A Richmond-based helicopter company has grounded a number of its aircraft worldwide after a fatal crash of one of its aircraft into water four kilometres off the coast of Shetland Island in the U.K. Four people died and 14 others, including passengers and crew members, were injured when the helicopter, en route to the island community of Sumburgh, went down without warning on Friday evening.
The helicopter had travelled from Aberdeen to two North Sea oil and gas rigs before heading to Sumburgh airport. Contact with air traffic control was lost at 6:20 p.m. local time.
"The thoughts and prayers of all CHC people are with victims of the incident and their loved ones," said a statement on the company's website.
CHC Helicopter, based at YVR's south terminal, has a fleet of 250 aircraft, making it one of the world's largest. It is the largest in the world that specializes in serving the offshore oil and gas industry, but also provides helicopters for search and rescue in several countries, and helicopter maintenance services.
The crash prompted a huge emergency-response effort -including the diversion of a nearby ferry -that resulted in the rescue of 14 of the 18 people on board, including the two flight crew.
CHC confirmed the incident involved one of its Eurocopter Super Puma aircraft, a troubleplagued line of helicopters that has been involved in four previous accidents in the North Sea since 2009.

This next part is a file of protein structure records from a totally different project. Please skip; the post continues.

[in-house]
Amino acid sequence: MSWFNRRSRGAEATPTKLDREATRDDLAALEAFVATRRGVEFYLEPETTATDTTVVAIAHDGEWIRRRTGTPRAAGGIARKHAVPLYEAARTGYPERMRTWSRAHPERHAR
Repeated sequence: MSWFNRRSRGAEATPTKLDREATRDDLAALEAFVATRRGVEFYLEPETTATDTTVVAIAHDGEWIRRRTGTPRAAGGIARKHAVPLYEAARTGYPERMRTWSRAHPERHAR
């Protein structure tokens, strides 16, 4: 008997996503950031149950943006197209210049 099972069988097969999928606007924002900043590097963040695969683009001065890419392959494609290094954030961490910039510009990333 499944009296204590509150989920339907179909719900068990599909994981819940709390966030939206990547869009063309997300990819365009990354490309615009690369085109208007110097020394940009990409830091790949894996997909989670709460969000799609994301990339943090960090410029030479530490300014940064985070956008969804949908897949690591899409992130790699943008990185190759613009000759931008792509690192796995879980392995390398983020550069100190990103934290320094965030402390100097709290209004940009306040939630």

"We do not know the cause of the incident," The CHC statement said.
"A full investigation will be carried out in conjunction with the U.K. Air Accident Investigation Branch. As a precaution, we are temporarily suspending all of our Super Puma L2 flights worldwide."
While the company has 36 of the Super Puma AS line -operating in Australia, Brazil, Canada, Norway and the U.K. - it was not clear how many are the L2 model.
A number of other companies in Britain have grounded their helicopters of the same Super Puma variant. Three men and one woman, all from the U.K., were killed. The survivors were taken to an area hospital, where many were treated for exposure.
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